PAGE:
• Dan Clark 1/30/2000 - John, as someone who has been continually hauled back into court by my ex-'s unsubstantiatede and wild allegations I am amazed that upon her failure to prove the allegations and my evidence of her lies that the judge has not restituted lost, stolen, suspended visitation, penalized her, forced her to cover my legal expenses or even slap her wrist. Instead, he has congratulated her (and told me to do likewise) on her out of wedlock pregnancy (nice going!). Instead, he has forced me to compromise and cut down my visitation from what was agreed in the divorce decree and that I should expect further diminishment in the future. The judge explains that the fact that my ex- got knocked up and that my daughter now has a new sibling means that it is even more important for my daughter to spend greater amounts of time with her mom because "as a single person you cannot provide the stability that a family can" as though all single people are unstable and all families are the Waltons!.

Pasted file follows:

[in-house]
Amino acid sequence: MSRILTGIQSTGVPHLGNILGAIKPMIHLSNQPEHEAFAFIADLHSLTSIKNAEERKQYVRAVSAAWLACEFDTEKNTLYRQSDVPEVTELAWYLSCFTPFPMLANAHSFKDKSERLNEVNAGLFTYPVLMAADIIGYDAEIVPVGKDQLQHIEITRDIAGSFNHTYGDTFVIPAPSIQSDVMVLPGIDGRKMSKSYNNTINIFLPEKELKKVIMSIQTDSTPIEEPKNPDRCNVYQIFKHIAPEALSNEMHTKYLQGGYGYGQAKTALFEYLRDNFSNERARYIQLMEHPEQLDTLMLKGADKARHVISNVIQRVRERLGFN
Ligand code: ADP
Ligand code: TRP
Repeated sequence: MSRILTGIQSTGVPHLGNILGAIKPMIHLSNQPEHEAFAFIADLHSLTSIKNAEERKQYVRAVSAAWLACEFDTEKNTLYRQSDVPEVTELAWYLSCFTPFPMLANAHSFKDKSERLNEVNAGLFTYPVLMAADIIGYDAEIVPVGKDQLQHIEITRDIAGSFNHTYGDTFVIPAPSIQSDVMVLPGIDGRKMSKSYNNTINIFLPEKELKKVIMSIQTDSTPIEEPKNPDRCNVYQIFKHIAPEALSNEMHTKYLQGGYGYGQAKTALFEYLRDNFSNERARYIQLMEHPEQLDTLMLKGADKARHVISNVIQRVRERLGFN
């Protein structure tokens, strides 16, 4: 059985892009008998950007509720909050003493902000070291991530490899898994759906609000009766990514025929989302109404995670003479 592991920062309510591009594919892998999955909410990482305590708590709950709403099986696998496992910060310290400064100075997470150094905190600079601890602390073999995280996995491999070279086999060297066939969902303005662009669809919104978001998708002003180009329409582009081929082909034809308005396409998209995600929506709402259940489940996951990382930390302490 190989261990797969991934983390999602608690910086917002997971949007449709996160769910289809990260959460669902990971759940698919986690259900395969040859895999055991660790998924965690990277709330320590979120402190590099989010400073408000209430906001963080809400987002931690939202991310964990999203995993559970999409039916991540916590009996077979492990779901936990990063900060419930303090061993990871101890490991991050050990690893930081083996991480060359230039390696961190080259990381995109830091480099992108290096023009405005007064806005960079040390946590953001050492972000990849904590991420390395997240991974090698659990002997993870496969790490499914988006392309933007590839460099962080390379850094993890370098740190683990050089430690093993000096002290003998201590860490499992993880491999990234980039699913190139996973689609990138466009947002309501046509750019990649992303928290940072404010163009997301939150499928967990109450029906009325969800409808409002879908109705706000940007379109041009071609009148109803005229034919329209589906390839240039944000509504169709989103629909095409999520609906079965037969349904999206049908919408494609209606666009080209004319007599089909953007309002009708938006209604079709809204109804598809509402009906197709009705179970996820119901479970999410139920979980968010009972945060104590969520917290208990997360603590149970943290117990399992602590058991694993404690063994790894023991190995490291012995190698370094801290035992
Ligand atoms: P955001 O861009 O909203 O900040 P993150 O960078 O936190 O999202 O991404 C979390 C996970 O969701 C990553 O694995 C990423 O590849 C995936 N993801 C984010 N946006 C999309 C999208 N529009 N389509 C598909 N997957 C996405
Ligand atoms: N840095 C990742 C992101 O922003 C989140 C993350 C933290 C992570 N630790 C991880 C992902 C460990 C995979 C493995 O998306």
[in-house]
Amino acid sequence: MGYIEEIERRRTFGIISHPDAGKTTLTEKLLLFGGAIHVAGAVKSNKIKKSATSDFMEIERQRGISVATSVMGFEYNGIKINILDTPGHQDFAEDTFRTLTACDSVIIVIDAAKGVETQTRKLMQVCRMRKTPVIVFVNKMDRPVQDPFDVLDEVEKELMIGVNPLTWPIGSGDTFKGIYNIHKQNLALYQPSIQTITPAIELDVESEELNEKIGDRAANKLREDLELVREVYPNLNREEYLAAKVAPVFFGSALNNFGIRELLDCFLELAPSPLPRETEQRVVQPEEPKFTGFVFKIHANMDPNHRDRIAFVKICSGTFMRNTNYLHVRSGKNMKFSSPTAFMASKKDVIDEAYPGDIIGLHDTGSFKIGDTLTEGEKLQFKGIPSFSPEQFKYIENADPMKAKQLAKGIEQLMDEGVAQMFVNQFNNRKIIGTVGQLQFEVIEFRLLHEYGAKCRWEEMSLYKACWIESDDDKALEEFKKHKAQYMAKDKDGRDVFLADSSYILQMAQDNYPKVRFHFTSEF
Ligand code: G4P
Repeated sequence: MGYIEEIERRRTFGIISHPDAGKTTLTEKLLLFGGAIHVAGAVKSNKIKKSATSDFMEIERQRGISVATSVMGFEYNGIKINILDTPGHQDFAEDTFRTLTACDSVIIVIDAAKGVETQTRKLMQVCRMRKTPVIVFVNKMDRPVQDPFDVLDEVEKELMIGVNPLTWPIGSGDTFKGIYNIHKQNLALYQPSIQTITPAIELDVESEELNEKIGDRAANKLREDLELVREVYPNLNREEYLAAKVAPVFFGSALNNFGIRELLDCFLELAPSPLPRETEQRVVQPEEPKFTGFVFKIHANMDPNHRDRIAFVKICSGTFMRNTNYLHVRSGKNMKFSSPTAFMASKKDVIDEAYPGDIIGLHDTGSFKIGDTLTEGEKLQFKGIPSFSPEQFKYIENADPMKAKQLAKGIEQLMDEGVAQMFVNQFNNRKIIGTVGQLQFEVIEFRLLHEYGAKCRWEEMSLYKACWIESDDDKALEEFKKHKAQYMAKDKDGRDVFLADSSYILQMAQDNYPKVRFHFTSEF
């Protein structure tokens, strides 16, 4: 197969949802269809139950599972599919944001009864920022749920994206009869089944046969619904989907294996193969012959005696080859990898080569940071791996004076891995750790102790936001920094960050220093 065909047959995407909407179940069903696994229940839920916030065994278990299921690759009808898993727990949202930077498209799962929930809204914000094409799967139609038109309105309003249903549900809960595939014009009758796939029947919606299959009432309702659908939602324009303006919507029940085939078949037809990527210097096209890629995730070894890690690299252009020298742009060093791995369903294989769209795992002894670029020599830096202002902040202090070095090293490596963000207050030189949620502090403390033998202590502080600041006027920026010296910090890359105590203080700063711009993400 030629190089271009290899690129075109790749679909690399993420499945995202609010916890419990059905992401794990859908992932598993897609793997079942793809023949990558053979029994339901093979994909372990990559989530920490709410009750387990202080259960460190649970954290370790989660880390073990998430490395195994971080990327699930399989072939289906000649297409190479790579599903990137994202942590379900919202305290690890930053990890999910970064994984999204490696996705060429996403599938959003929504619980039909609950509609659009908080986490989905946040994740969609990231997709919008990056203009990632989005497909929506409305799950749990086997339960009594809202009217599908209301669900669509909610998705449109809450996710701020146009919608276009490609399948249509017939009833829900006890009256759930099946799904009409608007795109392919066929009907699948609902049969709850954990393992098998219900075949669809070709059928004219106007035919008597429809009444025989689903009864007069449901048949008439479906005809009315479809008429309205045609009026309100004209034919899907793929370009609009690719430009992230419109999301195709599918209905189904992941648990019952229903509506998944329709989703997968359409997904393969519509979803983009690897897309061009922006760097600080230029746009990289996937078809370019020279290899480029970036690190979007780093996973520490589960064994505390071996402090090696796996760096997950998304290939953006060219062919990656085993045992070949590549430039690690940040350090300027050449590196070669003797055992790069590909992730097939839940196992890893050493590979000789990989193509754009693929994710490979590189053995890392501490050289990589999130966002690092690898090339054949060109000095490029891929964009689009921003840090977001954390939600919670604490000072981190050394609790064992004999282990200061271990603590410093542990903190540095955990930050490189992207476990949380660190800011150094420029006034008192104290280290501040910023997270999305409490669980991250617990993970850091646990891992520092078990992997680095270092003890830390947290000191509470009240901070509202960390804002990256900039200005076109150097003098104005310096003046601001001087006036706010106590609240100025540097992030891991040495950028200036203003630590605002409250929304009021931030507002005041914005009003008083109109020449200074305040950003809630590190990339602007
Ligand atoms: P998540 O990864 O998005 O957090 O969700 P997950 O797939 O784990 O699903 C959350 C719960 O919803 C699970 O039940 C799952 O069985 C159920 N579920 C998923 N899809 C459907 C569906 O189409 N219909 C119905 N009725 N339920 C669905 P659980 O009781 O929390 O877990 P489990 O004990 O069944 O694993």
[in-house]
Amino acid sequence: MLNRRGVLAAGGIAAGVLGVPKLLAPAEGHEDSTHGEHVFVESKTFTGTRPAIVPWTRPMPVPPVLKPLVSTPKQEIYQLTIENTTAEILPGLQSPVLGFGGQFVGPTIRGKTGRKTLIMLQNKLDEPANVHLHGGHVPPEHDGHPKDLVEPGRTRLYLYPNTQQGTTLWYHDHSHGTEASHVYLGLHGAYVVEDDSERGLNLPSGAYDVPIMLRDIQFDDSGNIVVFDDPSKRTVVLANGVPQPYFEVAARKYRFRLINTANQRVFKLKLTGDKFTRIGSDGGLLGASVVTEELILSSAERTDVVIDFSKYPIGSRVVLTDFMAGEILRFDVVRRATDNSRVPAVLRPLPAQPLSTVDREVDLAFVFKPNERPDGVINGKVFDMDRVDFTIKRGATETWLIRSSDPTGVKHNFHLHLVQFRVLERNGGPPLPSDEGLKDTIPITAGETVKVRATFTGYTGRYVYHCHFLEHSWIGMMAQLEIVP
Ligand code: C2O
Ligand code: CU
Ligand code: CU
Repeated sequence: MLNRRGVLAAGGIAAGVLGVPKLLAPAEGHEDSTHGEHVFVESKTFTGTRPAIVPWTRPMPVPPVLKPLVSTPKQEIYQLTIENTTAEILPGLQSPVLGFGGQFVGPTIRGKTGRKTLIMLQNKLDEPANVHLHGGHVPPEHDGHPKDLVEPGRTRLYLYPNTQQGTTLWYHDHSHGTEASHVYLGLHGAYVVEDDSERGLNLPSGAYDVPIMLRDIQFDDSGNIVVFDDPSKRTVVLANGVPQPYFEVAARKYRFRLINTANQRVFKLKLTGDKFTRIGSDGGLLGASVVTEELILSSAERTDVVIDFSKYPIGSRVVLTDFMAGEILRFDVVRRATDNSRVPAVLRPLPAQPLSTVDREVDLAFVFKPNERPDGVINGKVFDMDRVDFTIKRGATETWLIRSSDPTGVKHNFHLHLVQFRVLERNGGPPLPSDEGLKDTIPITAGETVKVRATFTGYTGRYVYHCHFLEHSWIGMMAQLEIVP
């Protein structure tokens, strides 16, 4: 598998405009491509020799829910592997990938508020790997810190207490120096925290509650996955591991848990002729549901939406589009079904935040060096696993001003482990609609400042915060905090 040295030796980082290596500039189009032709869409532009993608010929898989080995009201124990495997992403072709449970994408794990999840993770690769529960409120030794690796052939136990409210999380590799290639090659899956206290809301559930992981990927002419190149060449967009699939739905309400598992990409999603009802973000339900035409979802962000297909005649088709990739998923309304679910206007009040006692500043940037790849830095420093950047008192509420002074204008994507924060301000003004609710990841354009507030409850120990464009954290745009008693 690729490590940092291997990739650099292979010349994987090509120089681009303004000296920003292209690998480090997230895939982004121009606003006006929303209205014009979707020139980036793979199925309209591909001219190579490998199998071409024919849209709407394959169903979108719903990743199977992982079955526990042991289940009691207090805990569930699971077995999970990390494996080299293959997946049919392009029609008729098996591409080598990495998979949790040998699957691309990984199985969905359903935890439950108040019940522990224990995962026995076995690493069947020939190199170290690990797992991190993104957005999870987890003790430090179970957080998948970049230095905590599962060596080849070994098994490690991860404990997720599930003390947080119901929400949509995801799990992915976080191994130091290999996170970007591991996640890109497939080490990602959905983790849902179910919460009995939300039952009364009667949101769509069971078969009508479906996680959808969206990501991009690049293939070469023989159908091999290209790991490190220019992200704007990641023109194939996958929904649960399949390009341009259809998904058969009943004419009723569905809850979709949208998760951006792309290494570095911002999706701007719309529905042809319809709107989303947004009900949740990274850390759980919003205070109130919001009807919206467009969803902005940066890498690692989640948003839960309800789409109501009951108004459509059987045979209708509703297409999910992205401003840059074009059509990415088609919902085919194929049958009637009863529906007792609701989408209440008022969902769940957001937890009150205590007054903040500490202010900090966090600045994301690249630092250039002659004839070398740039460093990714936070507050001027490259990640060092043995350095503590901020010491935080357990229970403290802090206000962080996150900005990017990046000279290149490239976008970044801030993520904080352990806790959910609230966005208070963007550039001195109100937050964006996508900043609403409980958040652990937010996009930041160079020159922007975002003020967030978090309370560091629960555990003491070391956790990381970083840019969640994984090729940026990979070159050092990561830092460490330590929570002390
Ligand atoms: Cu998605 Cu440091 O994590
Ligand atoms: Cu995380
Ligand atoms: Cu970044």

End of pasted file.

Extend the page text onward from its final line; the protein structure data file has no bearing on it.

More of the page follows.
In regard to splitting time during school year it certainly can be done. However, the courts have to be willing to use their teeth to force trouble-causing parents to comply. Meanwhile, there are judges who are of the mind that children would be too upset and unanchored at the prospect of having to move between two "houses" during the week. But if that were really the concern and the state wouldn't we really either leave kids at the schoolhouse permanently and allow the State to care for them or home school our children instead? Quite honestly, a child attending school with 600 children and being constantly shuffled between one and seven teachers for 50% of their waking hours is much more stressful and traumatic than going to parent A's house Sunday through Wed. and Parent B's house Wed.through Saturday. Learning to juggle with change and different rules and styles in different environments is a fact of life except that in a child's life they are already used to both of their parent's rules and styles and both parents add value to the child's life. Social studies have been done that show that kids are NOT traumatized by houseswapping and that they adapt well. The desire of the courts to not want to allow midweek swapping is to not have the guilt-inducing poster-child image of a kid waiting at the school parking lot with her travelcase on wheels for Parent B.